Common Core also received a boost from the Obama administration. For Obama, it seemed a safe way to deliver on his campaign promise “to fix the failures of No Child Left Behind.” To Education Secretary Arne Duncan, it seemed promising in its own right. At Duncan’s urging the administration put forth a $4.35 billion program called Race to the Top, which gave money to states in return for ambitious tracking of student performance at all grade levels.

Despite federal support, Common Core remains essentially a state-grounded program. When the standards in an early form were presented to the governors in 2009, only Sarah Palin of Alaska and Rick Perry of Texas opposed them. But as Murphy observes, Common Core did not receive broad public attention during the recession, when the nation was absorbed with the devastating economic issues created by the financial crisis. It wasn’t until 2011, as implementation began, that the Tea Party latched onto the issue, calling Common Core a threat to local control, and more fancifully depicting it as anti-religious or socialist.

The slings and arrows from the right were soon matched by brickbats from the left. Diane Ravitch, a prominent left-of-center education historian, deplored what she saw as corporate pressure on the states to take the money offered by Race to the Top. Randi Weingarten, the influential president of the American Federation of Teachers, withdrew her support for Common Core and said her organization would take no more money from the Gates Foundation.

The testing of students to determine the hiring, firing and promotion of teachers particularly riles the teachers’ groups. Weingarten has called for a three-year moratorium on such testing and, like her Tea Party counterparts, imaginatively compared the advent of Common Core to the botched rollout of the Affordable Care Act.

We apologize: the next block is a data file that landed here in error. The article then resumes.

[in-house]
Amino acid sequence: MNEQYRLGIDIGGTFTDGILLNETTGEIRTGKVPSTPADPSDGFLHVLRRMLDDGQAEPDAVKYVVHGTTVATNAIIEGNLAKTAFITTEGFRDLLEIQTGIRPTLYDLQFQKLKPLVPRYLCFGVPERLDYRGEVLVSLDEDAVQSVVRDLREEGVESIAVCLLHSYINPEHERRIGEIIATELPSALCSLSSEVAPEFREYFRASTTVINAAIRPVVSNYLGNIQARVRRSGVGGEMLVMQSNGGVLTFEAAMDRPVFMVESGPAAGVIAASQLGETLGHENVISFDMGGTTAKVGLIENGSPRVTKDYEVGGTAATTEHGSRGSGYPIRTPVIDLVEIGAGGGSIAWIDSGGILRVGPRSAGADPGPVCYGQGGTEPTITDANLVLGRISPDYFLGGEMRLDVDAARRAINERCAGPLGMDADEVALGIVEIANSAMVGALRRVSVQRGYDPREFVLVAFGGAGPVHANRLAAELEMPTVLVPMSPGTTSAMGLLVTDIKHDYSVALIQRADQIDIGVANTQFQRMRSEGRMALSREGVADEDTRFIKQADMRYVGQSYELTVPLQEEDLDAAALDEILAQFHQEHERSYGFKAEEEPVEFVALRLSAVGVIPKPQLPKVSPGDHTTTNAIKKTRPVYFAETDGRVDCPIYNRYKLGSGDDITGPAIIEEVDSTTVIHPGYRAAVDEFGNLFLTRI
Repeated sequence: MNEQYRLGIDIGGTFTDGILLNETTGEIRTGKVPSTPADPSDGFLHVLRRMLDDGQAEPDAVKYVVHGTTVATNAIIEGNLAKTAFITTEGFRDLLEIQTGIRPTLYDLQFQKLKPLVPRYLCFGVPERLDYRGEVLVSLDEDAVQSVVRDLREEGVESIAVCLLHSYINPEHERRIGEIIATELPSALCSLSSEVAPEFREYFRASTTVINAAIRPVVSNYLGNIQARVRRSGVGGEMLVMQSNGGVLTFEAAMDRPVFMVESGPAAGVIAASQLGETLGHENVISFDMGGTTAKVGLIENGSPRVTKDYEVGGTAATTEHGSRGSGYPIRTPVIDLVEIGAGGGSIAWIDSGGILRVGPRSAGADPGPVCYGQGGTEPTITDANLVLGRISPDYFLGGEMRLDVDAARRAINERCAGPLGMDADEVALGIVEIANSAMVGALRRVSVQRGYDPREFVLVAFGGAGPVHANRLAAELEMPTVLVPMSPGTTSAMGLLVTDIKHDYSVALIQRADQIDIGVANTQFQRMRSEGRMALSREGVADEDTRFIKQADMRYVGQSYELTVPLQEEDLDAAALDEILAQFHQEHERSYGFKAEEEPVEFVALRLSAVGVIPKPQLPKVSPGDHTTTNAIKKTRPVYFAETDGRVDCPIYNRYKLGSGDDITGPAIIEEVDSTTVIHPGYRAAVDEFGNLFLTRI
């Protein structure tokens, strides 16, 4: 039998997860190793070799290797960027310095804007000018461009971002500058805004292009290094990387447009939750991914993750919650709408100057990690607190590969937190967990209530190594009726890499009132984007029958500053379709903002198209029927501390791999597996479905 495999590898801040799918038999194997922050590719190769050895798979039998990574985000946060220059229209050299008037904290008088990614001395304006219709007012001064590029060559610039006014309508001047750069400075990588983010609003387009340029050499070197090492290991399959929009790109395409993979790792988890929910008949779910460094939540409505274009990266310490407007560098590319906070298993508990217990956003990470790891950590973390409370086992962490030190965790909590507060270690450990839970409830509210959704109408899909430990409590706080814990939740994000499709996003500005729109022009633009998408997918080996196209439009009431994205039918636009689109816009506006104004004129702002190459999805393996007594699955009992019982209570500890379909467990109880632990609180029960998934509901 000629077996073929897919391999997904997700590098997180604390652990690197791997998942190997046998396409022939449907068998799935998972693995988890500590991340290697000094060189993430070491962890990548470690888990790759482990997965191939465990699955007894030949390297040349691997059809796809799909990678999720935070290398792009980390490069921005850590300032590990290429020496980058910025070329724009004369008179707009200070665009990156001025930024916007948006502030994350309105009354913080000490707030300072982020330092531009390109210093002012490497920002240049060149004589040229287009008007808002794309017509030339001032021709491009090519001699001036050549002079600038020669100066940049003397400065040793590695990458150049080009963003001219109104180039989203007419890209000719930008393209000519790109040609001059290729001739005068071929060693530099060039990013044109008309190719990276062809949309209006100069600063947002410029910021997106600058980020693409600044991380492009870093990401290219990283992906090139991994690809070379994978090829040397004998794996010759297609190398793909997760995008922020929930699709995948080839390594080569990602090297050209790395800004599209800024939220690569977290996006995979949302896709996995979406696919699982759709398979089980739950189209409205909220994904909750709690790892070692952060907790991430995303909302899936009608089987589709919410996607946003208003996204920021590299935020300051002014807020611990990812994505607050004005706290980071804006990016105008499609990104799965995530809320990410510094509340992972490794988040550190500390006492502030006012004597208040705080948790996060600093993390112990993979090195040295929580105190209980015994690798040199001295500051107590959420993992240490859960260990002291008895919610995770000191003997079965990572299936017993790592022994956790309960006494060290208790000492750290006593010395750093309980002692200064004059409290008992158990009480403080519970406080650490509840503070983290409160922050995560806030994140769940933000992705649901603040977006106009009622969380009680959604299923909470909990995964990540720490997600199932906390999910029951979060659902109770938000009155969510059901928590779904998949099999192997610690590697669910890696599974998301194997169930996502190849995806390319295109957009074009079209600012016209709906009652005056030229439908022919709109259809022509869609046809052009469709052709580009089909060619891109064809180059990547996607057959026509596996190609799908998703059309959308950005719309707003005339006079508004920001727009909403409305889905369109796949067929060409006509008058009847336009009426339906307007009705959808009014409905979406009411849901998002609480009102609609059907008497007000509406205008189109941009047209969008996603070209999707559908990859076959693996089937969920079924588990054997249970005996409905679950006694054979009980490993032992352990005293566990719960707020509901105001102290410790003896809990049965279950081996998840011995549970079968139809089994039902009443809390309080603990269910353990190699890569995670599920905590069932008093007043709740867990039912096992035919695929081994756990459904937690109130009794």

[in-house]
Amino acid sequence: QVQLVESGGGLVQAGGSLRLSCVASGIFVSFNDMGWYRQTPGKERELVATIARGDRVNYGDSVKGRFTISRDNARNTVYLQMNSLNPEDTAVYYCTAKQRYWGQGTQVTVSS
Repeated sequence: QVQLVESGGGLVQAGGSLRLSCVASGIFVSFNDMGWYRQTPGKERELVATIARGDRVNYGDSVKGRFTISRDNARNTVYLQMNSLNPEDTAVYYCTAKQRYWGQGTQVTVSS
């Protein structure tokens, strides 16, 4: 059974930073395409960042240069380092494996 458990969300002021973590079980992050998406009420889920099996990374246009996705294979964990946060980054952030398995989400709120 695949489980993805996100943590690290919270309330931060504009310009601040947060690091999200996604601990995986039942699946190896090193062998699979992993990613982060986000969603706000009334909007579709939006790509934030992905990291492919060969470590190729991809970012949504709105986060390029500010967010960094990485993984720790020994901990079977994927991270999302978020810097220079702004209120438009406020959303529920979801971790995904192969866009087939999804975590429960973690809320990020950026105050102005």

Duncan partially bowed to the teachers’ demands last month by announcing that states could delay for a year the use of test results in teacher-performance ratings. This modest action was accompanied by sizzling rhetoric that might have come from Common Core’s critics.

“I believe testing issues today are sucking the oxygen out of the room in a lot of schools,” Duncan said in his blog.

Teachers are an important element of the Democratic political base, and Duncan may have been trying to reassure them in advance of the midterm elections, in which for the most part Common Core has been a second-tier issue. It has, however, popped up in races in Florida, Louisiana and Ohio in what could be an unfortunate prelude to the Republican presidential primary contests of 2016.

Common Core until recently was not a partisan issue. Among Republicans, it was passionately backed by former Florida Gov. Jeb Bush and favored to varying degrees by Govs. Chris Christie of New Jersey and Bobby Jindal of Louisiana and Sen. Marco Rubio of Florida. Now, Jindal and Rubio have joined Perry and Sens. Ted Cruz of Texas and Rand Paul of Kentucky in opposing Common Core, while Christie is reconsidering his earlier support.

Unless Bush becomes the GOP presidential nominee — and it’s not even certain he will be a candidate — Common Core could become a partisan football that at the national level is routinely supported by Democrats and opposed by Republicans.

That would be unfortunate. Improving the language and mathematical skills of U.S. schoolchildren is in the interests of everyone, whatever their politics. That doesn’t necessarily mean anointing Common Core: the jury is still out on the new standards and the tests that measure student performance. Neither have been in use long enough to know if they work.

But the verdict on Common Core should be decided on the basis of the evidence, not partisanship. It deserves a chance to rise or fall on its merits.

Lou Cannon, a Summerland resident, is a longtime national political writer and acclaimed presidential biographer. His most recent book — co-authored with his son, Carl — is Reagan’s Disciple: George W. Bush’s Troubled Quest for a Presidential Legacy. Cannon also is an editorial adviser to State Net Capitol Journal, which published this column originally. Click here to read previous columns. The opinions expressed are his own.

Lou Cannon, a Summerland resident, is a longtime national political writer and acclaimed presidential biographer. His most recent book — co-authored with his son, Carl — is Reagan’s Disciple: George W. Bush’s Troubled Quest for a Presidential Legacy. Cannon also is an editorial adviser to State Net Capitol Journal, which published this column originally. Click here to read previous columns. The opinions expressed are his own.